Now, fbb has never been a great lover of über-technology (surely not?) but the following appears on Trent-Barton's web site:- 
An update on MANGO from trent barton

We are really, really sorry for the top-up problems this week with MANGO - but we have resolved part of the problem and the top-up area of the MANGO web site is now open, but there's a change to how you sign in.

You must sign in to your account using your email address - and not your user name.

The main issue relates to a corruption of the user name field. Whilst we have now created a fix and you'll be able to top-up, you will not be able to sign in using your user name. To gain access to your account, you should use the email address which you used to register your account - this will be the email address we have contacted you on today.

Once you gain access to your account, you can top up online using your original password. Please be aware that your account history won't be up to date at the moment, so please check using the readers on the bus.

You will need to get in touch with us if you have more than one account registered to your email address.

We need to make sure that your preferred account is the one which you want to top up. If you have several active accounts registered to one email address, we can ensure that you top up the cards you want - and we can talk you through this process.

Remember, you can also top up your MANGO at Broadmarsh, Victoria and Derby Bus Stations as well as at our office at Lammas Road in Sutton-in-Ashfield.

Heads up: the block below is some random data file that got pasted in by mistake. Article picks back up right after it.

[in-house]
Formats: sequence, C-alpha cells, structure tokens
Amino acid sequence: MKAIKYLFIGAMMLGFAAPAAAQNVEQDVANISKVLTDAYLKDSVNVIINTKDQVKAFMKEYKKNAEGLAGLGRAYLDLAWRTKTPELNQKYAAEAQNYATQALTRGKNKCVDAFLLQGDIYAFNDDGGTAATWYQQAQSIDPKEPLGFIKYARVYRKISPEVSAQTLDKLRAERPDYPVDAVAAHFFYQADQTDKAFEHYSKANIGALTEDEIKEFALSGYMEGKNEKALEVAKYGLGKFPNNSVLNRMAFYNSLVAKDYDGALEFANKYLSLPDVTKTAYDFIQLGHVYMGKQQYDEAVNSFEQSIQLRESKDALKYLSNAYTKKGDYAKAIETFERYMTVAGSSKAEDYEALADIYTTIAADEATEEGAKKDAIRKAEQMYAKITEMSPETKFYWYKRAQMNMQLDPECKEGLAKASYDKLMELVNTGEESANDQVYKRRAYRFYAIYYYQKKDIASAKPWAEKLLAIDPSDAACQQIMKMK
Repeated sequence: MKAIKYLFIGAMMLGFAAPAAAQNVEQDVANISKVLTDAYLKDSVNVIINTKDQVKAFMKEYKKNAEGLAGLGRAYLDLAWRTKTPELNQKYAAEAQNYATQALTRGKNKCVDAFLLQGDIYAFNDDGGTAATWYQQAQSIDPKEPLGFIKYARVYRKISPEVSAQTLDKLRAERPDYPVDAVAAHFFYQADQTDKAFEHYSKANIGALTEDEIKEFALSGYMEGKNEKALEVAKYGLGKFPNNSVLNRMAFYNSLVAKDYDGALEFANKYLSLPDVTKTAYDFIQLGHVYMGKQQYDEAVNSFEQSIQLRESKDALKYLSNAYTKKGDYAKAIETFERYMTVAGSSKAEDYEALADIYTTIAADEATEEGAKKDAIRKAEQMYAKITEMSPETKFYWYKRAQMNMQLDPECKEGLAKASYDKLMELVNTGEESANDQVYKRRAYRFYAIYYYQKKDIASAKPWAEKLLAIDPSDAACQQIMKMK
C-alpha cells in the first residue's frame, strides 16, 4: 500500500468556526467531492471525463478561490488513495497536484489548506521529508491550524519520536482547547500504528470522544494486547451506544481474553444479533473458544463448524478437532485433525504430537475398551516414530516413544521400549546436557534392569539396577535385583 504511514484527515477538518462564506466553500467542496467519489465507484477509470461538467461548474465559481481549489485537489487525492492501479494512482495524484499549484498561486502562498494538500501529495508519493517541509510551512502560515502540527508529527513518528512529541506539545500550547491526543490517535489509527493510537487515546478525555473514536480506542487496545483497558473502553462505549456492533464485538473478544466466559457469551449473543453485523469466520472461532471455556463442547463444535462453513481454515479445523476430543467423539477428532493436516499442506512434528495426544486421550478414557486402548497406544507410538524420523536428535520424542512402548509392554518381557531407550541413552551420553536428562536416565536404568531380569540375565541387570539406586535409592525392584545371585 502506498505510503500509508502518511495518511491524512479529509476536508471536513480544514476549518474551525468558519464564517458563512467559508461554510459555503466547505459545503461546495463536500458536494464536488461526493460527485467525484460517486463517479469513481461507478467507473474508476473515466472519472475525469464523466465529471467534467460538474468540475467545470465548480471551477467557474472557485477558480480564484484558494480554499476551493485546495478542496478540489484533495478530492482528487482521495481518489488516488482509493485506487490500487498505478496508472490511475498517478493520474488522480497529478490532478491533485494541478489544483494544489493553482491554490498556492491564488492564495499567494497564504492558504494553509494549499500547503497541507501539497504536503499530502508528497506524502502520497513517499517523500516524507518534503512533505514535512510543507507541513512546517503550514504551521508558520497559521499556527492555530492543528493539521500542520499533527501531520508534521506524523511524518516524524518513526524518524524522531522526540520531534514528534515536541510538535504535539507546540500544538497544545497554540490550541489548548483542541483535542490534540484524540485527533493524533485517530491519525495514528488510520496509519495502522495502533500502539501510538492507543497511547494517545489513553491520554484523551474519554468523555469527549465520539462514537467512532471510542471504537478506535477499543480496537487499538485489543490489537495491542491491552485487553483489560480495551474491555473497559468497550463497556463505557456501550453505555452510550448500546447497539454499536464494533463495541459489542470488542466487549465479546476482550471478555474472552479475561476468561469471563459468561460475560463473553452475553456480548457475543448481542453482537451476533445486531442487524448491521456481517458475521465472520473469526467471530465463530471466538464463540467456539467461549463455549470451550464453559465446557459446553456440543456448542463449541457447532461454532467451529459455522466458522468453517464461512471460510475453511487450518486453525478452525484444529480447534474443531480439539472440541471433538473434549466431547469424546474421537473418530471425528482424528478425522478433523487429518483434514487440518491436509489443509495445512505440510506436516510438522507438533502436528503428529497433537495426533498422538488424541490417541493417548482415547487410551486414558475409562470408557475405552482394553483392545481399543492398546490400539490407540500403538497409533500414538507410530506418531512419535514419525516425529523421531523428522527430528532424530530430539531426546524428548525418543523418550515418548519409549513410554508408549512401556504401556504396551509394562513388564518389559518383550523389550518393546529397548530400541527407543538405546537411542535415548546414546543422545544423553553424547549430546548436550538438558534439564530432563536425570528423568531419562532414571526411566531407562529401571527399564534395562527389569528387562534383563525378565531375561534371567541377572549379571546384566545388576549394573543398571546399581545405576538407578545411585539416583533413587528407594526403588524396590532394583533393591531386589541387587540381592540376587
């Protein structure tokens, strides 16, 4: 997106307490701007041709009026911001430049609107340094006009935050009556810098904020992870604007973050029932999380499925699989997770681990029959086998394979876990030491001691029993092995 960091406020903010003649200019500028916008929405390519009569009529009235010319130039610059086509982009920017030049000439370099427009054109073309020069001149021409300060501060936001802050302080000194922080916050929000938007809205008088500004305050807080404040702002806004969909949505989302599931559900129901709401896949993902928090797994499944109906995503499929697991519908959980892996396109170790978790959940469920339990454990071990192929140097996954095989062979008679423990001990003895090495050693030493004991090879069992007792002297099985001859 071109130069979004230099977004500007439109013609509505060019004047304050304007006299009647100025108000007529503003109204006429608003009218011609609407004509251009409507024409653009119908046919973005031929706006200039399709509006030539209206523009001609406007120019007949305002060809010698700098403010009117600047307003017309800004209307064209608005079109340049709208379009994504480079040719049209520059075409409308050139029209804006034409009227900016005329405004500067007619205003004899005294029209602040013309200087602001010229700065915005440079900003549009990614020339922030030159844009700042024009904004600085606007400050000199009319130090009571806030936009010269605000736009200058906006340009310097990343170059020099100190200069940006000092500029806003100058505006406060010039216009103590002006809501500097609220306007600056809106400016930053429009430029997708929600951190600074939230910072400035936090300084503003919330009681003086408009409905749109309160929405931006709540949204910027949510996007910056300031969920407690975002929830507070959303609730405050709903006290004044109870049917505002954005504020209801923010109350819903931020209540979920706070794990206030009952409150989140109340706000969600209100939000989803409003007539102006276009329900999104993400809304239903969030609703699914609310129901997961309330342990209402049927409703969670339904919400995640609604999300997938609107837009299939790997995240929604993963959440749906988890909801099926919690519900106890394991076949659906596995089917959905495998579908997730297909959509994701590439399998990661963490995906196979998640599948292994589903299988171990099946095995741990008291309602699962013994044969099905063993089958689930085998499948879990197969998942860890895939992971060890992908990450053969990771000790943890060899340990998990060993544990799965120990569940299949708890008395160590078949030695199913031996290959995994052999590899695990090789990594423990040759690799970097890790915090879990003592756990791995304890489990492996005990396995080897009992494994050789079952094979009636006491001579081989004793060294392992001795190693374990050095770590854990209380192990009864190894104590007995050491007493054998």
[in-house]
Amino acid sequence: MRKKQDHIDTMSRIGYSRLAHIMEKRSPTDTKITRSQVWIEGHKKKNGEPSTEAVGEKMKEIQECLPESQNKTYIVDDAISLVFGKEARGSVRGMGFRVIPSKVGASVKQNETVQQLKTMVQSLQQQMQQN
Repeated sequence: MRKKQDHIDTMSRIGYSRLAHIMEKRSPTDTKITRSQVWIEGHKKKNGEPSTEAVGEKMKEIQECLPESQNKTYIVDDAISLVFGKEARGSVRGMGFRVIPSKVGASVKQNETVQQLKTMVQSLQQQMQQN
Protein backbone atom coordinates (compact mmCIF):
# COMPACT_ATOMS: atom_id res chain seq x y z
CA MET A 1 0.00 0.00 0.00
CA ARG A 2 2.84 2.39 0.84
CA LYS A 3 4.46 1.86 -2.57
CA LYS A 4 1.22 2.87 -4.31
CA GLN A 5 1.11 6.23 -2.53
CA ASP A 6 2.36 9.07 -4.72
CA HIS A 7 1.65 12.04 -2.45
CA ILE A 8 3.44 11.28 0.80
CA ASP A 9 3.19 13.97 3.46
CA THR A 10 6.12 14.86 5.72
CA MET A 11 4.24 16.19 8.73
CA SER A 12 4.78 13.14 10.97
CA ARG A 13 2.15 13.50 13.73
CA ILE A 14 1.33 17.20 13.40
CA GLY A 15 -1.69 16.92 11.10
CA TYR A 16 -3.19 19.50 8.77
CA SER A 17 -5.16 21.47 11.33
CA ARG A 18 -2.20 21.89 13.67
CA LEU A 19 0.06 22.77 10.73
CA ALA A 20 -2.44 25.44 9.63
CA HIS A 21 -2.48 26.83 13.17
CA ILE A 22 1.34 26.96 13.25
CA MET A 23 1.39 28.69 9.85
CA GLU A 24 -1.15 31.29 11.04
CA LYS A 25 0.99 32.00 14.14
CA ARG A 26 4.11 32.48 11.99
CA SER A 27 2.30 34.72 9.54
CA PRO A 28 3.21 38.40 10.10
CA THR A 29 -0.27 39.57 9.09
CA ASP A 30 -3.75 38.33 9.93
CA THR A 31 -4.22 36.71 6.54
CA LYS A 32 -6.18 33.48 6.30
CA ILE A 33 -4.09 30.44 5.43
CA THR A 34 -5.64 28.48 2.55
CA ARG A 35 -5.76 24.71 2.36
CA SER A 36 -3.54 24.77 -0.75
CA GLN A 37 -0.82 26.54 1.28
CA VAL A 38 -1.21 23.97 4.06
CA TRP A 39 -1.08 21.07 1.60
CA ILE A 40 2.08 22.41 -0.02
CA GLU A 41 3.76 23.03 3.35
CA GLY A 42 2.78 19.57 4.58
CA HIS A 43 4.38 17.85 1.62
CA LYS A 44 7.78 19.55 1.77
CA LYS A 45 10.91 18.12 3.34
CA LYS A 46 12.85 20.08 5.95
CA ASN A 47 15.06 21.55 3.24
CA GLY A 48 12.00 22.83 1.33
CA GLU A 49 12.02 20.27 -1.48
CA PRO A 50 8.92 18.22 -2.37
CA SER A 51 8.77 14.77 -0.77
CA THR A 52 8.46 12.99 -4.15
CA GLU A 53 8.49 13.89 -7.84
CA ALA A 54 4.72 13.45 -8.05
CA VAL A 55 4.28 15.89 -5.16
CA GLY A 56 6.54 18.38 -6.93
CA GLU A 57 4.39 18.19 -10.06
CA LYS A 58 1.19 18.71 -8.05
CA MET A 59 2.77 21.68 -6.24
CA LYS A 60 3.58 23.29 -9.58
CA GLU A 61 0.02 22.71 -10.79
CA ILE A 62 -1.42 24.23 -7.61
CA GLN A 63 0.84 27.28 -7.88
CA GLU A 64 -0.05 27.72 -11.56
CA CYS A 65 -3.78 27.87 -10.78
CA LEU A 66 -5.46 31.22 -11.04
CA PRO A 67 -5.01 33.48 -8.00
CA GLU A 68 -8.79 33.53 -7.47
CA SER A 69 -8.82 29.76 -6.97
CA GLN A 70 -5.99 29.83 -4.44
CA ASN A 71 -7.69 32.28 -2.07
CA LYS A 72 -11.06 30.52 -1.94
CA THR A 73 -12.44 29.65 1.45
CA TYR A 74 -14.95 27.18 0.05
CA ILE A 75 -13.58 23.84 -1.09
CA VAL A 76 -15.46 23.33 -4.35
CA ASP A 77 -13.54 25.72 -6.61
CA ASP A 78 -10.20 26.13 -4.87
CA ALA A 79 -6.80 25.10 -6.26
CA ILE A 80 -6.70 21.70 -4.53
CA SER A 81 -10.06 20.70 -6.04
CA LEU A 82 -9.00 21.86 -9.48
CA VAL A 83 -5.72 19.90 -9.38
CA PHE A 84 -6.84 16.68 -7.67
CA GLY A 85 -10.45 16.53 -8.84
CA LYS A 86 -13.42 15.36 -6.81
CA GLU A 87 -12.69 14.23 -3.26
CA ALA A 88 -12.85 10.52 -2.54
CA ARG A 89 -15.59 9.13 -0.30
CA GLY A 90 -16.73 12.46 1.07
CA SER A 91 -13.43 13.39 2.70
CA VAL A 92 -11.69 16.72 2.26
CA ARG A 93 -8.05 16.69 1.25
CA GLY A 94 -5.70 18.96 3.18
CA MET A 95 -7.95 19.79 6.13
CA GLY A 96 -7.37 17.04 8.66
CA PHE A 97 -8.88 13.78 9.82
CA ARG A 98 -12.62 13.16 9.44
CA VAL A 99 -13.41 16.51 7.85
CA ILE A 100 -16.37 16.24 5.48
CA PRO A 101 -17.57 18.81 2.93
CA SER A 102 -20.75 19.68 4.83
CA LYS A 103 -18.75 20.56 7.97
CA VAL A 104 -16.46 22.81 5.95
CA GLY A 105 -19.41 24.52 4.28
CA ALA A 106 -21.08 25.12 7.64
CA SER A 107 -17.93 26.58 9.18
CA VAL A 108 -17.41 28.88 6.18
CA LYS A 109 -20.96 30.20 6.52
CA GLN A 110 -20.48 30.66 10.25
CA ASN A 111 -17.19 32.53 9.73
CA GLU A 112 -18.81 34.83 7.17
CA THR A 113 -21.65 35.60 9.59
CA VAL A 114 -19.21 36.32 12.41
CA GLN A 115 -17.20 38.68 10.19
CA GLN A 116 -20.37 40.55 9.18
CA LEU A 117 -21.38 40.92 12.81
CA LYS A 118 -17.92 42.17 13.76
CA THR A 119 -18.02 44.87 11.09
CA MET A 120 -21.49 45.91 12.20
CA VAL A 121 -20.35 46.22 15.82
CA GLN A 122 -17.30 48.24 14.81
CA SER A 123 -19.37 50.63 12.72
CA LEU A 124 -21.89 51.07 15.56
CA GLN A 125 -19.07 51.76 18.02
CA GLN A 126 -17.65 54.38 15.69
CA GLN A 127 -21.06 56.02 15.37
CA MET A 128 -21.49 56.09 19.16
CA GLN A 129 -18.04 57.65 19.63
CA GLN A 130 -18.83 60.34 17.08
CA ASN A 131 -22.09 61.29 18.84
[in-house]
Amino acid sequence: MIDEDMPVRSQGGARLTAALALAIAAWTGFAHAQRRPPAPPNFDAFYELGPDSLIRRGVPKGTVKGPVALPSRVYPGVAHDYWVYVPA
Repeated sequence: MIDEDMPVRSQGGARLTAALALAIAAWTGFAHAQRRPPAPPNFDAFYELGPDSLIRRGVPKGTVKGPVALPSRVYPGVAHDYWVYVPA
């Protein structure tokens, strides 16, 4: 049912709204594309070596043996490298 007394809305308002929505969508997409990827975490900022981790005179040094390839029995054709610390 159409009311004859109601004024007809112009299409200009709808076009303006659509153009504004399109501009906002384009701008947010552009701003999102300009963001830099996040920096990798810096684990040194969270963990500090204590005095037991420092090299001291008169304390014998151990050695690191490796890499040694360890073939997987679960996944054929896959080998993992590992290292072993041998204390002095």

Thanks for bearing with us and, once again, we apologise for the delay in fixing this serious problem.

Mr Mango

In a word, Mango is busted and was exceedingly busted!

GoAhead have just introduced their "Key" card in Plymouth ...
... and fbb has previously expressed passing concerns about London's "Oyster". At least, with all these local systems, the passenger controls how much lolly is lodged on the card. With a Contactless Bank Card, the technology potentially has the ability to access ALL of your current account money, despite an advertised £15 transaction limit. Even elderly fbb has several hundreds of pounds available for a few fleeting seconds after nice Mr Cleggeron has paid his pension.

It's all safe, say the card people. Well, they would say that, wouldn't they? They said that about "chip and pin".
There are many folk "out there" who have reverted to using cash and nothing else for all retail purchases, because of understandable fears about "seamless" technology. fbb simply offers two pieces of timely advice:

1. Bring back "Dougie" (OMO if you like) and his "kerching"; it was much quicker.

2. Contactless Card Payment - be afraid, be VERY afraid.

To gladden the tortured hearts of us "old codgers" here is a lovely pic of a real Trent bus, preserved and pre-Mango and presumably once conducted by Nottingham's version of Dougie. Sigh! It was all so simple, then.